WHX next maintains that the All Holders Rule was ambiguous as applied to its tender offer. In support of this claim, WHX points to a record holder condition contained in DCA's tender offer for CTS Corporation, dated March 14, 1986, which the Commission did not challenge. WHX implies that the Commission's failure to challenge that condition means that the Commission sanctioned the Record Holder Condition here. WHX's argument ignores the fact that the Exchange Act gives the Commission the discretion to investigate "as it deems necessary to determine whether any person has violated, is violating, or is about to violate" any provision of the Exchange Act or the "rules orregulations thereunder."29 / Even if DCA's tender offer contained a condition that violated the Williams Act, the Commission's decision "not to prosecute or enforce, whether through civil or criminal process, is a decision generally committed to an agency's absolute discretion."30 / In exercising its discretion whether to bring an enforcement proceeding, the Commission "must not only assess whether a violation has occurred," but also must engage in an "often . . . complicated balancing of a number of factors."31 / Thus, the Commission's decision not to prosecute cannot be construed as a determination that the record holder condition in DCA's tender offer was legal. Any such contention is also belied by WHX's subsequent decision to seek guidance from Commission staff concerning the permissibility of the Record Holder Condition.32 /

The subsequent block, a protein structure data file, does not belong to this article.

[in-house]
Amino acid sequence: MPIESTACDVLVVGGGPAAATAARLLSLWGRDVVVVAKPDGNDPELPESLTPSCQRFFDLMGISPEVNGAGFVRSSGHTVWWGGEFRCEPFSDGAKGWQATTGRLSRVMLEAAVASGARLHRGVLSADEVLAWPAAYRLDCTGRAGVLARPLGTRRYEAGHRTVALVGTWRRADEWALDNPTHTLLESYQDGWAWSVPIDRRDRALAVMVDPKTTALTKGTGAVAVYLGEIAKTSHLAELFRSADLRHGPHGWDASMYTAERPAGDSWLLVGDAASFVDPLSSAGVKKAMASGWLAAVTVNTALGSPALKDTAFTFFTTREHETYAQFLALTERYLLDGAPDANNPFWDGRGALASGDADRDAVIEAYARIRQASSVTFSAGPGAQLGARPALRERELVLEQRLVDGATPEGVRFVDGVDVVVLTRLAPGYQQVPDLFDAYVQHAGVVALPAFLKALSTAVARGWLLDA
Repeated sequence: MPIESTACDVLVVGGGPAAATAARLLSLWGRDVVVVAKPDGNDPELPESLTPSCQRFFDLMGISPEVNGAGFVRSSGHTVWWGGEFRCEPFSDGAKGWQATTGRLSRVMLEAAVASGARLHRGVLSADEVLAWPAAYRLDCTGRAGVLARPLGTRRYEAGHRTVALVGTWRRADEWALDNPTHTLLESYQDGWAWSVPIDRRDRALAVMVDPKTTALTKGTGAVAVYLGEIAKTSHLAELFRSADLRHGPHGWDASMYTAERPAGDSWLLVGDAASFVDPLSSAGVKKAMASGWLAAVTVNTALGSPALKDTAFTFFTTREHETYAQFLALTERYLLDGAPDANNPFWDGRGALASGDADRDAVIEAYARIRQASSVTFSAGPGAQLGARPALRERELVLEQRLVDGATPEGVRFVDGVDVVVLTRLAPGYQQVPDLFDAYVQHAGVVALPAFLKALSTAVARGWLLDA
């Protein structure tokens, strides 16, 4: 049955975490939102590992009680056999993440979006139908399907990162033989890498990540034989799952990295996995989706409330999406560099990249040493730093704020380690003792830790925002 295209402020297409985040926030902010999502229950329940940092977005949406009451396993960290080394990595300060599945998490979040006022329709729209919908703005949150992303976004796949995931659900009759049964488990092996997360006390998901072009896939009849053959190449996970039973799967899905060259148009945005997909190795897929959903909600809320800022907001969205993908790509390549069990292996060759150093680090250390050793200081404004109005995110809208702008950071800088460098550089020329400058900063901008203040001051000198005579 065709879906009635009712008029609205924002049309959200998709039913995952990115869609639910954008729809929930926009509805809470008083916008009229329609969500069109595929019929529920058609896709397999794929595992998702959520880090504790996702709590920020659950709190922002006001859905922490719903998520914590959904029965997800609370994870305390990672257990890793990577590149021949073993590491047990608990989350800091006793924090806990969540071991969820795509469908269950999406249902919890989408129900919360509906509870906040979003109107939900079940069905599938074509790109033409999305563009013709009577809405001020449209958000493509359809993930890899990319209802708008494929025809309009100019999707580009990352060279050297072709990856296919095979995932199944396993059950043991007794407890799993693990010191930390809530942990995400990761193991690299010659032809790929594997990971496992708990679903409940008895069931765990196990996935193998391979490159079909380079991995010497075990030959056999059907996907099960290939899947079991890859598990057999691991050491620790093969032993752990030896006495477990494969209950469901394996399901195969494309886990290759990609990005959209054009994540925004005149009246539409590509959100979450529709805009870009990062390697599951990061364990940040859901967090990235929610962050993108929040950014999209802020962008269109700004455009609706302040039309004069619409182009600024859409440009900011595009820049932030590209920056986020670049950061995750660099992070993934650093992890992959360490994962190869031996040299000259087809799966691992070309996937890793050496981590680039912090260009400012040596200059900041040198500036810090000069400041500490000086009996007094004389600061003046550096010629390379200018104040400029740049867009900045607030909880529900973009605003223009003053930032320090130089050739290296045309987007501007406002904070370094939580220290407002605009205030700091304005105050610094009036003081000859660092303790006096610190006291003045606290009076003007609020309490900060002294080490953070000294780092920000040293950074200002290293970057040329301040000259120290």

WHX also argues that the Division has not brought actions against two other offerors who have used a record holder condition subsequent to WHX's tender offer. WHX's argument isunavailing for the reasons discussed above. Moreover, both offerors identified by WHX, after receiving comments from the staff, amended their offers to ensure that all holders received equal treatment without the need for the Commission to authorize an enforcement action. In this case, only after we authorized an injunctive action against WHX to stop its tender offer did WHX remove the Record Holder Condition.